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The art, science of mulching in the winter

By Gregg Eyestone

I was fortunate enough to get a load of woodchips dumped in my yard this summer.

The goal was to get it distributed around the yard to keep weeds down and hold in soil moisture. It turned out okay since there wasn’t any moisture to keep in the ground and the weeds didn’t germinate.

Some plants require mulch to get them through the winter. Strawberries need to be mulched to keep them dormant and from heaving out of the ground.

Straw or hay is a good choice. I have used the woodchips. A 3-inch layer of straw or loose chips will keep them through the winter.

Spinach can be mulched to keep it from heaving out of the ground. Typically, spinach will make it through the winter and provide the first greens of the year. Vegetable root crops can be mulched and used through the fall until the ground freezes solid.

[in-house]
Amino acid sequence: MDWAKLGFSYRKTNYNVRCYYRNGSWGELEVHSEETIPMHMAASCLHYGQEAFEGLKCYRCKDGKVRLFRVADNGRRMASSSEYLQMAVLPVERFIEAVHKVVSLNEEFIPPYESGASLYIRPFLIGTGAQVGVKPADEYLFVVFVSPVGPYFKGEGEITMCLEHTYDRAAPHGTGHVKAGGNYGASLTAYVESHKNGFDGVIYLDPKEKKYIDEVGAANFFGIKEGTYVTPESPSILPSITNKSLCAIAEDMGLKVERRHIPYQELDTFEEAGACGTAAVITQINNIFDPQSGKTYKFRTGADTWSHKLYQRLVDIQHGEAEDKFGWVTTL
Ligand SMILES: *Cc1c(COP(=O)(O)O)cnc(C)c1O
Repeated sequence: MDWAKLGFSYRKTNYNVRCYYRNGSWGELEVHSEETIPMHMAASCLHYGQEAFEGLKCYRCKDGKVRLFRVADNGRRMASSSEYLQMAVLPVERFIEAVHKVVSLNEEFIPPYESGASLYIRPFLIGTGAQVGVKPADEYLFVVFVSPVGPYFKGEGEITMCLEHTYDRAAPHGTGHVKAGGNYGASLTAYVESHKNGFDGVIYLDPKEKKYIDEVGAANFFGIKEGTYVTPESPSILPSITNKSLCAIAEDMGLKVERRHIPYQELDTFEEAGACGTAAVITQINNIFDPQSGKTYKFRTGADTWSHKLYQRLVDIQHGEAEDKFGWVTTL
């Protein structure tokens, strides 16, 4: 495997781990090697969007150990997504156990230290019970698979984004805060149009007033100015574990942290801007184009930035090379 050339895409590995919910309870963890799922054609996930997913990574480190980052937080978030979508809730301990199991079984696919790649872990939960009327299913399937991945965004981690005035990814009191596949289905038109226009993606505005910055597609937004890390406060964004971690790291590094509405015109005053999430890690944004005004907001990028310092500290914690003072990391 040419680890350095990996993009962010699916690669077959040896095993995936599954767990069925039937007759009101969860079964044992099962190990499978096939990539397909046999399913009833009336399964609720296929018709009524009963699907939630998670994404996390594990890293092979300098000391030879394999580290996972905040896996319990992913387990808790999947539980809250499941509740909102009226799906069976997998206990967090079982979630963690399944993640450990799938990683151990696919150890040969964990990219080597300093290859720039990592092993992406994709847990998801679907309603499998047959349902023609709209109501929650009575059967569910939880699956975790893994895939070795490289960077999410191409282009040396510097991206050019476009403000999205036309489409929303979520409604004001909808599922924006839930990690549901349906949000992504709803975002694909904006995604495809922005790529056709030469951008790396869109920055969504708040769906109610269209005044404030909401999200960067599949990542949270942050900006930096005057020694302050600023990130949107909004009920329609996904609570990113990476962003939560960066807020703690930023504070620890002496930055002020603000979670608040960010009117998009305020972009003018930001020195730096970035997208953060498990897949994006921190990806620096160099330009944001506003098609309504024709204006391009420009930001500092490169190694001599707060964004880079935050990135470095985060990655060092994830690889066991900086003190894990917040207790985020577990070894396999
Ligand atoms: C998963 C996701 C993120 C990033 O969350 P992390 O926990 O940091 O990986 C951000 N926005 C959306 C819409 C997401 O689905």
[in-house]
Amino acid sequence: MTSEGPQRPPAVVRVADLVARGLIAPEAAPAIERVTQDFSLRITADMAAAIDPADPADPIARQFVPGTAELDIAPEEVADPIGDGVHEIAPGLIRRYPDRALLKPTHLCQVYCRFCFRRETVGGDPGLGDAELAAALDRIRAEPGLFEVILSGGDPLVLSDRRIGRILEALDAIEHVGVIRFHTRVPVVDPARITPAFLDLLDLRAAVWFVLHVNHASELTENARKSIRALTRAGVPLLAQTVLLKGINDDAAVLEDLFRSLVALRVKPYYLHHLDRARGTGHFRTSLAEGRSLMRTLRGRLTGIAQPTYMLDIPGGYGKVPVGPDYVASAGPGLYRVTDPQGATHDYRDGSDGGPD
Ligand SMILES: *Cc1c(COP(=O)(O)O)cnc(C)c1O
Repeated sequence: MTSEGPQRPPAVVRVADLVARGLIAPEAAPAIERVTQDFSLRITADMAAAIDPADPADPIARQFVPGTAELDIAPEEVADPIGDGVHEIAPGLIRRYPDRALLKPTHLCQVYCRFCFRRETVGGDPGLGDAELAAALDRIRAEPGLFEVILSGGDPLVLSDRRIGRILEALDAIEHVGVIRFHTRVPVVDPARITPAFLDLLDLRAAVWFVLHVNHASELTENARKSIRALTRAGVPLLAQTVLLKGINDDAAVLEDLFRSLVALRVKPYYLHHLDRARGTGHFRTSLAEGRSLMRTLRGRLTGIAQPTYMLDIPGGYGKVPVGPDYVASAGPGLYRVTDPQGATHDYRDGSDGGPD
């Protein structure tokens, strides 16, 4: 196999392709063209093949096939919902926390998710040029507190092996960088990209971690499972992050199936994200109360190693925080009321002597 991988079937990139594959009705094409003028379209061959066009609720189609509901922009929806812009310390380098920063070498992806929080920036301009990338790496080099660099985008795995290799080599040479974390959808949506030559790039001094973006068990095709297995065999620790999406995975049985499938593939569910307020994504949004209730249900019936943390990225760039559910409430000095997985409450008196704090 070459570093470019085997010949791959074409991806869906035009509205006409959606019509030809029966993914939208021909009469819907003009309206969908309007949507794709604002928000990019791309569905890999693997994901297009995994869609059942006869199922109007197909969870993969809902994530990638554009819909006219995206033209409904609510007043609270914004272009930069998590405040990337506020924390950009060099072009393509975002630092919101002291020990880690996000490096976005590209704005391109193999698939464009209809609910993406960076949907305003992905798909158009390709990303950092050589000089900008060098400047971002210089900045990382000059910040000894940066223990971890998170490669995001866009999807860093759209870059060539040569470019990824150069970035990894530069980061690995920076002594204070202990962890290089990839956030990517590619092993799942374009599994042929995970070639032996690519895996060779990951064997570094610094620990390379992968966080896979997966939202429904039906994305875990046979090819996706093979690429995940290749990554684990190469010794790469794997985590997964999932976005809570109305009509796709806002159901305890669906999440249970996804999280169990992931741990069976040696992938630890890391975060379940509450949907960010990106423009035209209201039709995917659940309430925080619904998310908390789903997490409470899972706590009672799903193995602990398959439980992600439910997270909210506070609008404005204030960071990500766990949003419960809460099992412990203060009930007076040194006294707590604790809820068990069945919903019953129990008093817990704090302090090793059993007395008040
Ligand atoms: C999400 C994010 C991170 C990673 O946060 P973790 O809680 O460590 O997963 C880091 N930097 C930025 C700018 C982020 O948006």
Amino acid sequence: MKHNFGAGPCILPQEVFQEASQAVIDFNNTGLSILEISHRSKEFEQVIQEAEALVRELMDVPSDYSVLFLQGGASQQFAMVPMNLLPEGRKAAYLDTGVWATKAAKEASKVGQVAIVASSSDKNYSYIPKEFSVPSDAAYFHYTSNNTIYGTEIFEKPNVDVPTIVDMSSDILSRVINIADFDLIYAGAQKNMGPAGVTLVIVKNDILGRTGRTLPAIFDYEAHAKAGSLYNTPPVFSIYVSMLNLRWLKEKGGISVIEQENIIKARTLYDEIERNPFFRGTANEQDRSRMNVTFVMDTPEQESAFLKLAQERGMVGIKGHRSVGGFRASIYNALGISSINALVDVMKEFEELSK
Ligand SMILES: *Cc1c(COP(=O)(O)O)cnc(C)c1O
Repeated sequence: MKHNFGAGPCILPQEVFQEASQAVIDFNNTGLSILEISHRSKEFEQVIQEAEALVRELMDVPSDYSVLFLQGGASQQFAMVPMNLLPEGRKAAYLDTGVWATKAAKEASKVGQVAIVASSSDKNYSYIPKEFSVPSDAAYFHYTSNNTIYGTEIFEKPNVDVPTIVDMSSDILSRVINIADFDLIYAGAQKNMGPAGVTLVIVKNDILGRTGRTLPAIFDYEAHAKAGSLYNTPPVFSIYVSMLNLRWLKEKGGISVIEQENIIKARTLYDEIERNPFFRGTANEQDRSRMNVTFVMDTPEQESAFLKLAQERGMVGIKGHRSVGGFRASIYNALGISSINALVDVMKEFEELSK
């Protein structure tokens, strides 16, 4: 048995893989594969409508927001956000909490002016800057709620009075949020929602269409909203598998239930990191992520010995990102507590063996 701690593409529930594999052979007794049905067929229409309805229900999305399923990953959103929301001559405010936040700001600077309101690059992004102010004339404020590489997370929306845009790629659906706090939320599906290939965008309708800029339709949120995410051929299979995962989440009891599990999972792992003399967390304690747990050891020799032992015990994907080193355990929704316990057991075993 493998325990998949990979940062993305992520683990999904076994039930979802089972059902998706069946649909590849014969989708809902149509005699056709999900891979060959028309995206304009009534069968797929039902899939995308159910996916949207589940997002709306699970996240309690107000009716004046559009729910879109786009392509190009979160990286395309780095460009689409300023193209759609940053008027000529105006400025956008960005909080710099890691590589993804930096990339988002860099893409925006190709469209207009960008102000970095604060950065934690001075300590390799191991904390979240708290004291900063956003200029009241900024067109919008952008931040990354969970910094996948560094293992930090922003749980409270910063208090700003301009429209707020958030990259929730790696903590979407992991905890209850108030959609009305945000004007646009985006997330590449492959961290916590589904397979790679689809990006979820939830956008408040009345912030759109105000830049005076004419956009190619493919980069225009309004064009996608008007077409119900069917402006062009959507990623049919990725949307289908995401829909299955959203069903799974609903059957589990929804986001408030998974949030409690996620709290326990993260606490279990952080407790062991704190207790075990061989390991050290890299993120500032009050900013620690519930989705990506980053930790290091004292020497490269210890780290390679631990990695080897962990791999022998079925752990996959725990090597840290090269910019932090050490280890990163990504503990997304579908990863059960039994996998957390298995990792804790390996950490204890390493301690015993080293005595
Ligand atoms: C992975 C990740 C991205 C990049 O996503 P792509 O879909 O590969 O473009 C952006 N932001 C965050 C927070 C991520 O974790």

For the past 12 years, I’ve used only woodchips to cover the crowns of my hybrid tea roses. Dieback has varied from year to year depending on the winter. None of the roses have died from this practice including the ones I wouldn’t mind replacing.

Another method is an 8-inch mound of compost followed by a layer of straw. That is more work than I want to commit too. Especially, come next spring when it is removed.

Any bare soil should be mulched. This will slow the soil from moving away during the winter dry winds or from rain. Weeds may be unsightly but they do keep soil in place when not mulched.

It is alright to refurbish your layer of mulch around plants now. An inch or two is plenty for me.

Mulch modifies the soil temperature. This is good for high temperatures in the summer.

A thick layer of mulch in the spring slows the warming of the soil and root growth. When to apply mulch is based on your purpose and time available.

Many types of mulch are available. Figure out which works for you. Free woodchips are often available from the Riley County Transfer Station. Call 785-565-6290 for availability.

You can find out more information on this and other horticulture topics by going to the Riley County, K-State Research and Extension website at Gregg may be contacted by calling 785-537-6350 or stopping by 110 Courthouse Plaza in Manhattan or e-mail:

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